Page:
What Is the Relationship Between Yeast and Sugar Substitutes?

Yeast is a single-celled fungus that makes dough rise by feeding on sugar to produce carbon dioxide; sugar substitutes do not activate yeast. Yeast enables baking through the process of fermentation, of which carbon dioxide and alcohol are byproducts. Sugar substitutes lack the chemical properties and energy content necessary for yeast to feed upon. Thus, sugar substitutes do not rise, strengthen or imbue dough with taste.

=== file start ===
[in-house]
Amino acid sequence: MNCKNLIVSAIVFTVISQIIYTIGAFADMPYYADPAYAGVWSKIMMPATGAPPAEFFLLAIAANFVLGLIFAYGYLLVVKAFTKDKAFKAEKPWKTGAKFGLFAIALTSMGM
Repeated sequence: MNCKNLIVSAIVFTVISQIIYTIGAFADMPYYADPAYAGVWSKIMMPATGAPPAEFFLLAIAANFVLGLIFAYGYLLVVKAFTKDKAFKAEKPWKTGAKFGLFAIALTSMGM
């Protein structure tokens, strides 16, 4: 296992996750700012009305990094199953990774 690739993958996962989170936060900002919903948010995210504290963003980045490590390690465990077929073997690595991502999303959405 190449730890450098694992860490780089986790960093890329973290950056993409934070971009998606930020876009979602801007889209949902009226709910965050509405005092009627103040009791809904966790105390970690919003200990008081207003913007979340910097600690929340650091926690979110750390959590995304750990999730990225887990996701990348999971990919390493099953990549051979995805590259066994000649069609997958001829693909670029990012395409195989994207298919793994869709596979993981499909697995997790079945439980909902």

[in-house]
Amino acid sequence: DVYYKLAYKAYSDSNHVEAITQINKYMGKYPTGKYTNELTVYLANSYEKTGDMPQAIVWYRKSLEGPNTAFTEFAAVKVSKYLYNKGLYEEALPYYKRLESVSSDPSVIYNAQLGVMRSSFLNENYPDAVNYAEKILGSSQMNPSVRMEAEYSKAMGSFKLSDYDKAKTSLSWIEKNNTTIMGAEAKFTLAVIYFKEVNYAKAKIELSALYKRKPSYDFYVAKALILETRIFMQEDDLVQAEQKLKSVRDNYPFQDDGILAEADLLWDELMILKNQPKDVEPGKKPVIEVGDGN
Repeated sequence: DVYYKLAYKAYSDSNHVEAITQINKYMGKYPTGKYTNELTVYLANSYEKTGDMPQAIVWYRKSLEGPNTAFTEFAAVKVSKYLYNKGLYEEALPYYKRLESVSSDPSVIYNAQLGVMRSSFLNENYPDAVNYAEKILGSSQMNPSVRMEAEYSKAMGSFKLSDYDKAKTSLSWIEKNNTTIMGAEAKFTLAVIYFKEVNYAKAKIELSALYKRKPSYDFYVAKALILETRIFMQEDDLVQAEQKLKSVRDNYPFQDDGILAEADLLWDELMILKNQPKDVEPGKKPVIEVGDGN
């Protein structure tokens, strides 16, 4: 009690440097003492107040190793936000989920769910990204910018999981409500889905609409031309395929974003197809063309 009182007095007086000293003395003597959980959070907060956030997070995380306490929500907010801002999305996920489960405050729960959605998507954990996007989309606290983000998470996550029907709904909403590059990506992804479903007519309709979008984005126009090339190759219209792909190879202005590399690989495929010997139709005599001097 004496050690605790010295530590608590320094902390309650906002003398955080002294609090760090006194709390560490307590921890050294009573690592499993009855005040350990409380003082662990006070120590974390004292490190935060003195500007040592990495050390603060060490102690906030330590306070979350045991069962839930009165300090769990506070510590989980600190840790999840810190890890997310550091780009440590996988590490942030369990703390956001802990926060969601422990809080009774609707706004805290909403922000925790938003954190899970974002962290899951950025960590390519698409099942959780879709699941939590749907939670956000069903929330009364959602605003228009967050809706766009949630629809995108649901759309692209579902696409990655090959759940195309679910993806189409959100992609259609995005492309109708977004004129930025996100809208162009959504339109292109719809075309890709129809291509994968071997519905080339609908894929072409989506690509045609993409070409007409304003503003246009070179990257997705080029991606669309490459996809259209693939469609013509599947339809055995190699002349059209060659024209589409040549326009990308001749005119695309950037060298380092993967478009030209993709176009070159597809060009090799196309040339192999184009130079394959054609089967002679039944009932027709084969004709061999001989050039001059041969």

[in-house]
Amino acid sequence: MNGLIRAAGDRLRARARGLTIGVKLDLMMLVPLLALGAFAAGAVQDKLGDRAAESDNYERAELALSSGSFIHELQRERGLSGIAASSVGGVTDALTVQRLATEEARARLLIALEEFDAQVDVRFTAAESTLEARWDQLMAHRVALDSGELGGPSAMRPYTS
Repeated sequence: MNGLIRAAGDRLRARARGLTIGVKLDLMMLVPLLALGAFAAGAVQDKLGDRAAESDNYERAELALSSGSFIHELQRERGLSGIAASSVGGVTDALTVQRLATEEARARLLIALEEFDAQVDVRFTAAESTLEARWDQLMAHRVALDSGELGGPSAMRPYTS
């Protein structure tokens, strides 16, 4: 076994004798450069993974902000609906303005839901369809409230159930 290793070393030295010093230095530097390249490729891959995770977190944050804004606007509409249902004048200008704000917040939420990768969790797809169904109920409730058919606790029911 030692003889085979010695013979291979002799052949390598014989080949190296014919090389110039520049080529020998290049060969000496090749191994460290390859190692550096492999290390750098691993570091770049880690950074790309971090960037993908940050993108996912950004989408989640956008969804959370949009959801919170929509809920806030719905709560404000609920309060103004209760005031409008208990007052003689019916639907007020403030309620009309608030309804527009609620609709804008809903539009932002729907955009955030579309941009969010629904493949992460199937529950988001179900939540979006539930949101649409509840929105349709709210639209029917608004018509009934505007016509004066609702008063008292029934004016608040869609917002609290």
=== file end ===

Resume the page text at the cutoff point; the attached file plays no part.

Yeast is a unicellular fungus that exists throughout the environment. The mass-produced form lays dormant until mixed in water. When exposed to warm water and sugar (whether it is table sugar or the sugar in flour), yeast begins to feed. It then releases carbon dioxide and alcohol as byproducts.

The flour and water combine to form a substance known as gluten, which becomes stretchy as it is kneaded. The emitted carbon dioxide fills up and inflates air bubbles within the gluten. As a result, the dough rises. The yeast fermentation also strengthens the dough and creates flavor.

Sugar substitutes are completely different compounds from sugar. Often, they also contain less food energy than sugar. Yeast does not feed upon these substances. Consequently, the yeast does not ferment and is unable to perform the desired baking functions.